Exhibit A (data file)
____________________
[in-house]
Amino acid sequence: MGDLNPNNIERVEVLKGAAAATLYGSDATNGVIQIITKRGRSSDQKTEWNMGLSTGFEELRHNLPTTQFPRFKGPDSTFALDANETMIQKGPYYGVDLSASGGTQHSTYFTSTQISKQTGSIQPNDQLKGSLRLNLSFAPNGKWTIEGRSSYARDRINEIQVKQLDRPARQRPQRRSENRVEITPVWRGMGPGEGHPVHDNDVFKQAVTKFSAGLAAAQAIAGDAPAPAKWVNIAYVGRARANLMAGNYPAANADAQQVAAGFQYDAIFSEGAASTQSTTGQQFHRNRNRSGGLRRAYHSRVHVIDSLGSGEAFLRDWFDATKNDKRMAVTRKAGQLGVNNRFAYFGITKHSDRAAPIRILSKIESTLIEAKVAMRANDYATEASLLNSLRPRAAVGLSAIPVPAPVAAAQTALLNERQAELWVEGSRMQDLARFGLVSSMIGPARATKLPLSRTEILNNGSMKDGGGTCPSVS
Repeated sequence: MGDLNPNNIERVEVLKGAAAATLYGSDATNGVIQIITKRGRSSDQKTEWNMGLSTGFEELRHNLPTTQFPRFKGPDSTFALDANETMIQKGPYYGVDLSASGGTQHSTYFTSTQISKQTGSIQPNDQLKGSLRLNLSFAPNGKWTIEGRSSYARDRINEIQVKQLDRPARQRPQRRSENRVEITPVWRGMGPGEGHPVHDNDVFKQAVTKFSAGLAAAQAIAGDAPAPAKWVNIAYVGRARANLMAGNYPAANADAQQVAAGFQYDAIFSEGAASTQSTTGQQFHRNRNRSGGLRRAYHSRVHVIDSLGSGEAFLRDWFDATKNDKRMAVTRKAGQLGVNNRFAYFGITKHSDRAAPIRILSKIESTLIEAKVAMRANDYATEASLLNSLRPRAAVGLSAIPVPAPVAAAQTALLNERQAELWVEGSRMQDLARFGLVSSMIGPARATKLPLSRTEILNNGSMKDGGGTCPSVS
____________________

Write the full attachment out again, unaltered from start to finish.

[in-house]
Amino acid sequence: MGDLNPNNIERVEVLKGAAAATLYGSDATNGVIQIITKRGRSSDQKTEWNMGLSTGFEELRHNLPTTQFPRFKGPDSTFALDANETMIQKGPYYGVDLSASGGTQHSTYFTSTQISKQTGSIQPNDQLKGSLRLNLSFAPNGKWTIEGRSSYARDRINEIQVKQLDRPARQRPQRRSENRVEITPVWRGMGPGEGHPVHDNDVFKQAVTKFSAGLAAAQAIAGDAPAPAKWVNIAYVGRARANLMAGNYPAANADAQQVAAGFQYDAIFSEGAASTQSTTGQQFHRNRNRSGGLRRAYHSRVHVIDSLGSGEAFLRDWFDATKNDKRMAVTRKAGQLGVNNRFAYFGITKHSDRAAPIRILSKIESTLIEAKVAMRANDYATEASLLNSLRPRAAVGLSAIPVPAPVAAAQTALLNERQAELWVEGSRMQDLARFGLVSSMIGPARATKLPLSRTEILNNGSMKDGGGTCPSVS
Repeated sequence: MGDLNPNNIERVEVLKGAAAATLYGSDATNGVIQIITKRGRSSDQKTEWNMGLSTGFEELRHNLPTTQFPRFKGPDSTFALDANETMIQKGPYYGVDLSASGGTQHSTYFTSTQISKQTGSIQPNDQLKGSLRLNLSFAPNGKWTIEGRSSYARDRINEIQVKQLDRPARQRPQRRSENRVEITPVWRGMGPGEGHPVHDNDVFKQAVTKFSAGLAAAQAIAGDAPAPAKWVNIAYVGRARANLMAGNYPAANADAQQVAAGFQYDAIFSEGAASTQSTTGQQFHRNRNRSGGLRRAYHSRVHVIDSLGSGEAFLRDWFDATKNDKRMAVTRKAGQLGVNNRFAYFGITKHSDRAAPIRILSKIESTLIEAKVAMRANDYATEASLLNSLRPRAAVGLSAIPVPAPVAAAQTALLNERQAELWVEGSRMQDLARFGLVSSMIGPARATKLPLSRTEILNNGSMKDGGGTCPSVS